US 3621557 A
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Description (OCR text may contain errors)
NOV. 23, 1971 V CUSHMAN ETAL 3,621,551
INSERT FOR SANDWICH PANELS AND METHOD OF INSTALLATION Filed June 6, 1969 2 Shoots-Sheet 1 l 42 I I 60 I w 19i).
NOV. 23, 1971 K CUSHMAN EI'AL If INSERT FOR SANDWICH PANELS AND METHOD OF INSTALLATION Filed June 6, 1969 2 Shoots-Sheet 2 3,621,557 INSERT FUR ANDWTH PANELS AND METHOD F llNflTAlLLATIDN Kenneth V. Cnshrnan, Santa Ana, and Delmar S. Miller, Newport Eeach, Caiifi, assignor to Delron Fastener Division of Rex Chainhelt, Inc., Milwaukee, Wis.
Filed June 6, 1969, Ser. No. 831,162 Int. Cl. 1523p 3/00, 19/04 US. Cl. 29-460 7 Claims ABSTRACT OF THE DTSCLUSURE The device is an insert to be potted (molded) into light weight cores or sandwich panels. It has a flanged head with detent means to hold the insert in position in which it is to be potted in, in the panel. An improved method is provided whereby the potting material is injected through the bore of the insert, back flow being prevented by a diaphragm or valve disc having a slit (in a preferred form) through which the nozzle of the potting gun is inserted. The insert may be of the floating nut type with improved means in the bore of the insert to prevent rotation of the nut.
SUMMARY OF THE INVENTION This invention relates generally to fastener fittings for lightweight sandwich panels such as are used in the interior walls and for construction of airplane fuselages and, in particular, to the type of fastener fitting known in the industry as a molded insert fastener. In general, such fasteners utilize a solidified body of cement or anchoring material, such as epoxy resin molded into a cavity in the sandwich panels and around the inserts so as to anchor the insert within the panel with one end of the insert exposed in an opening in one side of the panel for securement to the insert, and thus to the panel of another fastener part which is a threaded nut or screw extending through a bracket or other member to be attached to the panel and threaded into the insert. The invention relates also to methods of installing the inserts.
In the types of panels referred to, generally there is a central body or core constructed of extremely lightweight aluminum ribbon material, that is, foil, which because of the honeycomb cell structure provides adequate strength in the aggregate over the entire area of the panel. The structure is cellular, the cells having parallel axes normal to the planes of the outer skin sheets. The strength is due to the extremely large number of cells of quite small diameter, and that the skin sheets are bound together in a fairly rigid, but extremely lightweight sandwich, construction. These panels, while having many advantages, present difliculties including the tendency of the attached parts to pull loose from the panels, and also to damaging of the panel surface where fasteners are riveted or otherwise forcibly attached to the panel.
The primary object of the present invention is to provide an improved, light-weight sandwich panel construction embodying an insert anchored therein by a molded body which may have a floating nut for selfaligning reception of a threaded stud or screw. The improvements lie primarily in the construction of the insert body and floating nut, as stated more specifically hereinafter. The improvements are calculated to overcome the deficiencies as set forth in the foregoing.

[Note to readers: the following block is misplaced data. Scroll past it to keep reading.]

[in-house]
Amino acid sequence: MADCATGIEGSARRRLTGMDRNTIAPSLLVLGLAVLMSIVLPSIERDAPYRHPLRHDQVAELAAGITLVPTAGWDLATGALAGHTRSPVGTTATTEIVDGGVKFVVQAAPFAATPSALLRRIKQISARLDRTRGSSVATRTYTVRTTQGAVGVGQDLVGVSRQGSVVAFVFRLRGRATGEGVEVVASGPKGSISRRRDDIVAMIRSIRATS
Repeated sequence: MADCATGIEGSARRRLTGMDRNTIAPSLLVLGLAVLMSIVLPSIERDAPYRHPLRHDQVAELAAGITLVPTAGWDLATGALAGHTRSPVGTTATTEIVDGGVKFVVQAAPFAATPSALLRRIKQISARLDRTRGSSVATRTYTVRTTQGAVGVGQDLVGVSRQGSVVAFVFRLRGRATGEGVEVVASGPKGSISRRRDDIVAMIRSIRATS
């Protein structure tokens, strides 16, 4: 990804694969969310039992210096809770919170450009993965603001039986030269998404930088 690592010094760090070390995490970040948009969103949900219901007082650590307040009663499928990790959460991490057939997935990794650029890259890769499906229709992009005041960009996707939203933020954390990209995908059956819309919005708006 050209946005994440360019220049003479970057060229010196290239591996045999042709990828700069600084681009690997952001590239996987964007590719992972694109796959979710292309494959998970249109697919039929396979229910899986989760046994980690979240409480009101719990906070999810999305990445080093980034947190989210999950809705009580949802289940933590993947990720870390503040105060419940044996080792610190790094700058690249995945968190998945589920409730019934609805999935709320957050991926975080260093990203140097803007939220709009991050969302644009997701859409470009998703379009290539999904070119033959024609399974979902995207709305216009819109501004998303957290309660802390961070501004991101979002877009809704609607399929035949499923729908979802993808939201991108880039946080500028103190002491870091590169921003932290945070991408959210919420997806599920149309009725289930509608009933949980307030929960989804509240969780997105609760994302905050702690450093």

Another object is to provide an improved method of installation of the insert nut in the honeycomb panel. Ordinarily, the insert is molded into a blind bore or hole in the honeycomb panel. Preferably, the insert member 3,fl2l,557 Patented Nov. 236, 1971 is held in a position with its top head or flange in a posi tion in the outer end of the hole with the flange flush with the surface of the outer surface of the skin sheet of the panel. The anchoring material, or resin with catalyst are then injected through the insert member into the hole in the space around the insert and in the space between the bottom head and the bottom of the hole.
Efforts have been made in the past to devise an effective insert that can be molded into a sandwich panel, and methods of installing the insert such as illustrated by such patents as Nos. 3,016,578; No. 3,271,498; No. 3,282,215; No. 3,339,609; and No. 3,338,225.
Specific objectives of the herein invention which achieve superior characteristics with respect to the prior art include the following:
(1) To give the insert the capability in a very simple way of holding itself in the hole in which it is to be potted with the end surface of its top head flush with the surface of the panel, and centered in the hole.
(2) To eliminate the need for separate means to hold the insert in position while it is being potted.
(3) To eliminate the need for potting holes and/or vent holes in the top head of the insert for purposes of potting, but on the other hand to use the bore in the insert itself for purposes of potting with venting between the head and periphery of the hole in the panel. In this manner air is expelled from the bottom area past the head of the fastener. This makes possible void free installations and thus inserts can be made smaller savlng weight and material cost.